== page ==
Recently, I am enrolled in an open course about Bayesian Statistics which provides a note on common distributions. I quickly reviewed them and wrote this post for summarization.

# Discrete

## Uniform Distribution

We randomly pick $$1, 2, \ldots, N$$ each with a probability $$\frac{1}{N}$$. It is easy to show the mean of this distribution is $$E[X]=\frac{\frac{1}{2}(1+N)N}{N}=\frac{N+1}{2}$$. As for the variance (i.e., $$Var[X]=E[X^2]-E[X]^2$$), the first term needs to solve $$\sum_{x=1}^{N}x^2$$ which seems not that trivial. Luckily, Khan provides a video showing how to solve such kind of number series with the core idea of Calculus. For $$f_n=\sum_{x=1}^{N}x^2$$, $$f_{0}=0, f_{1}=1, f_{2}=5, f_{3}=14, f_{4}=30$$, their differences are $$f_{1}-f_{0}=1, f_{2}-f_{1}=4, f_{3}-f_{2}=9, f_{4}-f_{3}=16$$, then their differences between differences are $$3, 5, 7$$. Eventually, the differences are a constant of $$2$$. Regarding the difference as a derivative, the closed-form solution of $$f_x$$ should be $$f_{x}=Ax^3+Bx^2+Cx+D$$ whose third-order derivative is constant (actually, here we know $$A=\frac{1}{3}$$ directly from the constant $$2$$). Solving an linear equation of three individual $$f_{x},x=1,2,3$$ equations leads to the final results $$Var[X]=\frac{N^{2}-1}{12}$$.

## Binomial Distribution

Considering $$Y\sim Binom(n,p)$$, this is just the sum of $$n$$ i.i.d. Bernoulli random variables. For simplicity, letâ€™s consider two RVs $$X, Y$$ and solve the relationship between the mean/variance of their sum and the mean/variance of themselves. First, \begin{align*} E[X+Y]&=\sum_{x}\sum_{y}p(x,y)(x+y)=\sum_{x}x\sum_{y}p(x,y)+\sum_{y}y\sum_{x}p(x,y) \\ &=\sum_{x}xp(x)+\sum_{y}yp(y)=E[X]+E[Y] \\ \end{align*}.

As you can see, other variables in the joint distribution are marginalized without any independence assumption. By definition: \begin{align*} Var[X+Y]&=E[((X+Y)-E[X+Y])^2]=\sum_{x}\sum_{y}p(x,y)((x+y)-E[X+Y])^{2} \\ &=\sum_{x}\sum_{y}p(x,y)((x-E[X])+(y-E[y]))^{2} \\ &=Var[X]+Var[Y]+\sum_{x}\sum_{y}2p(x,y)(x-E[X])(y-E[Y]) \\ \end{align*}

If $$X$$ and $$Y$$ are independent, say that $$p(x,y)=p(x)p(y)$$, the last term can be wrote as $$2\sum_{x}p(x)(x-E[X])\sum_{y}p(y)(y-E[Y])=2\times 0\times 0=0$$. Thus, $$Var[X+Y]=Var[X]+Var[Y]$$ if $$X$$ and $$Y$$ are independent. The above analysis can be easily extend to the case of arbitrary number of variables. According to the above analysis, the mean and variance of $$Y\sim Binom(n,p)$$ is $$np$$ and $$np(1-p)$$.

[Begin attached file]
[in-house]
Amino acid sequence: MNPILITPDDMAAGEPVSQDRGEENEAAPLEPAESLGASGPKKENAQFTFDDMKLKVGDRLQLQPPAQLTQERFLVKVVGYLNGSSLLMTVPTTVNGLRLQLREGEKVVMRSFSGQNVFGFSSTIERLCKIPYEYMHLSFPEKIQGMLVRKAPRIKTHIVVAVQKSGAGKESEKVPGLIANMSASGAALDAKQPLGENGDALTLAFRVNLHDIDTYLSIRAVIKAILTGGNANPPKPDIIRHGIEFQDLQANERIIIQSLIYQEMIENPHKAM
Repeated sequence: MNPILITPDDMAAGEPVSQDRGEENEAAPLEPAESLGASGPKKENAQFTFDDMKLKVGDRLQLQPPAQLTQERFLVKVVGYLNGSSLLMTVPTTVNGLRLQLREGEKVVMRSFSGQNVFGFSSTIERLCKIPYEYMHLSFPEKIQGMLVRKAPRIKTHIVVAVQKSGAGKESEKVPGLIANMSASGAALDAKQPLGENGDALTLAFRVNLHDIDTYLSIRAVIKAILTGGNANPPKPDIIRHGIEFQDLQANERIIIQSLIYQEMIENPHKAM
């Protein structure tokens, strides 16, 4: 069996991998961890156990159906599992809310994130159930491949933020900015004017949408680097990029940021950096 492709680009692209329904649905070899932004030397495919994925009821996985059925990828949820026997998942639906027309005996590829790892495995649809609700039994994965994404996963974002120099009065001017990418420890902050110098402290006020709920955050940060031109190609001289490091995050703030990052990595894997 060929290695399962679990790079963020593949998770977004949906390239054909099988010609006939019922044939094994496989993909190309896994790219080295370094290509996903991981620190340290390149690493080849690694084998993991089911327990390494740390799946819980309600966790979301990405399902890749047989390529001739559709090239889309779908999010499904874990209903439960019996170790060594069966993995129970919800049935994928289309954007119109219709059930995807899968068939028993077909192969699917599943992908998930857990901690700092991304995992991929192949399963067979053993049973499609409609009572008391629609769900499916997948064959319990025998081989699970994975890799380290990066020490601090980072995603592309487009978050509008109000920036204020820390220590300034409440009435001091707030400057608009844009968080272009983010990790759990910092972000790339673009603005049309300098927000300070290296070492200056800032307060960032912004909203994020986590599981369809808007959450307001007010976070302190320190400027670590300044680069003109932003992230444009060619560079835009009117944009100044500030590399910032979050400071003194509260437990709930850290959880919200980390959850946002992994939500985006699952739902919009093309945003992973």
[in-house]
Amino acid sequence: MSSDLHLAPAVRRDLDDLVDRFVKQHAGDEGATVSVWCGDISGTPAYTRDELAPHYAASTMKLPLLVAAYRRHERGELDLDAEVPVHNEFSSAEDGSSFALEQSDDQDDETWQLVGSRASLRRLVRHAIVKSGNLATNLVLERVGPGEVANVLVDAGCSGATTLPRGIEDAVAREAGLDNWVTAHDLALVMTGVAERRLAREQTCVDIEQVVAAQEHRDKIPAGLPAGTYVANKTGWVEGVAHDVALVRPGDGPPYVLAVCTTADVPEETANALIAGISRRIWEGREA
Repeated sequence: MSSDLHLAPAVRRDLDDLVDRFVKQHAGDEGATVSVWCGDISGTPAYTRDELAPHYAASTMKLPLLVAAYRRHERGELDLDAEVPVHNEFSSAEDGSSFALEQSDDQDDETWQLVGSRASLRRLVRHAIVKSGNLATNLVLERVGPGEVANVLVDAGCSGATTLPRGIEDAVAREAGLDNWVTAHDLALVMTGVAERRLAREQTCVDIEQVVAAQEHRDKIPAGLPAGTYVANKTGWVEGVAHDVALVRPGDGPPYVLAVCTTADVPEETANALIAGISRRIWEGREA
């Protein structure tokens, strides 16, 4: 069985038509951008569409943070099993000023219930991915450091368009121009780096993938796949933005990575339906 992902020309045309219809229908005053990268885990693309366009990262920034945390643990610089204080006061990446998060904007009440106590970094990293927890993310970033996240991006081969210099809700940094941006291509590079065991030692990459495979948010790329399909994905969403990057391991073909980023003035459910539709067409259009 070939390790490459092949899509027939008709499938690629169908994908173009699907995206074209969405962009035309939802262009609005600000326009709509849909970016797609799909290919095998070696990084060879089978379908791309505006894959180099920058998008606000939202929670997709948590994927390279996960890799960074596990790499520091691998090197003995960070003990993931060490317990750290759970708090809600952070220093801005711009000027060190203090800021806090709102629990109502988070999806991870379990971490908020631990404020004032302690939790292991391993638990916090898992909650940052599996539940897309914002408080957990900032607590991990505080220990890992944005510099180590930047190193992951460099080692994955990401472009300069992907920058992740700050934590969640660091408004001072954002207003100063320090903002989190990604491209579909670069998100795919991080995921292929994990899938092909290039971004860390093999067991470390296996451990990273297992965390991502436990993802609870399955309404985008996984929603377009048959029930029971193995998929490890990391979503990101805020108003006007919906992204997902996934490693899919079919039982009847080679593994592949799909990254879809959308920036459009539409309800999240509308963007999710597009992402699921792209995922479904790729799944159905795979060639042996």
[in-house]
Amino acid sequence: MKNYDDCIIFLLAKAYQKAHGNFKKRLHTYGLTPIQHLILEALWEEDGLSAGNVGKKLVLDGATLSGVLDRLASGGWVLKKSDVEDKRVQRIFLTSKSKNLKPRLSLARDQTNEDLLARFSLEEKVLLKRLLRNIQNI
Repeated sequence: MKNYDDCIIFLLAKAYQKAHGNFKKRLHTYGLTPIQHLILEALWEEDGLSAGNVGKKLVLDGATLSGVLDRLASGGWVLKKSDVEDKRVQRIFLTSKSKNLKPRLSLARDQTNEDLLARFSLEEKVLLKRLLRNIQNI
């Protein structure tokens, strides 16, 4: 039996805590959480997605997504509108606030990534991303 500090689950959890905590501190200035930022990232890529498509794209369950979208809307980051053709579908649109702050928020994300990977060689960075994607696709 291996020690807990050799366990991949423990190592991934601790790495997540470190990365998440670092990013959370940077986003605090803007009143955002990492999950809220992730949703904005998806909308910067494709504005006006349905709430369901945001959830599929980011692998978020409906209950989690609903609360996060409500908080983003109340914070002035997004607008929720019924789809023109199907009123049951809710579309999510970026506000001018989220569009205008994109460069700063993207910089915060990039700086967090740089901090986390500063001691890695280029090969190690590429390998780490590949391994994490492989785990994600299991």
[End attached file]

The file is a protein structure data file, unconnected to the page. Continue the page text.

## Poison Distribution

First, the rate $$\lambda of X\sim Poison(\lambda)=\frac{\lambda^{x}\exp{-\lambda}}{x!}$$ should be the rate of duration in question (see the example in that course material). The mean and variance can be proved with a commonly used math trick as follow.

\begin{align*} E[X]&=\sum_{x=0}^{\inf}\frac{x\lambda^{x}\exp(-\lambda)}{x!} \\ &=\sum_{x=0}^{\inf}\frac{x\lambda^{x}\exp(-\lambda)}{x!} \\ &=\lambda\sum_{x=1}^{\inf}\frac{\lambda^{x-1}\exp(-\lambda)}{(x-1)!} \\ &=\lambda\sum_{x=0}^{\inf}\frac{\lambda^{x}\exp(-\lambda)}{x!}=\lambda \\ \end{align*}

The last step is valid since the summation is exactly the pdf of the Poison distribution and thus sum up to 1. The variance is induced in a similar way.

\begin{align*} E[X^2]&=\sum_{x=0}^{\inf}\frac{x^{2}\lambda^{x}\exp(-\lambda)}{x!} \\ &=\lambda\sum_{x=1}^{\inf}\frac{x\lambda^{x-1}\exp(-\lambda)}{(x-1)!} \\ &=\lambda\sum_{x=0}^{\inf}\frac{(x+1)\lambda^{x}\exp(-\lambda)}{(x)!} \\ &=\lambda^2+\lambda \\ \end{align*}

Based on above proofs, both the mean and the variance of Poison distribution equal $$\lambda$$.

(Continuingâ€¦)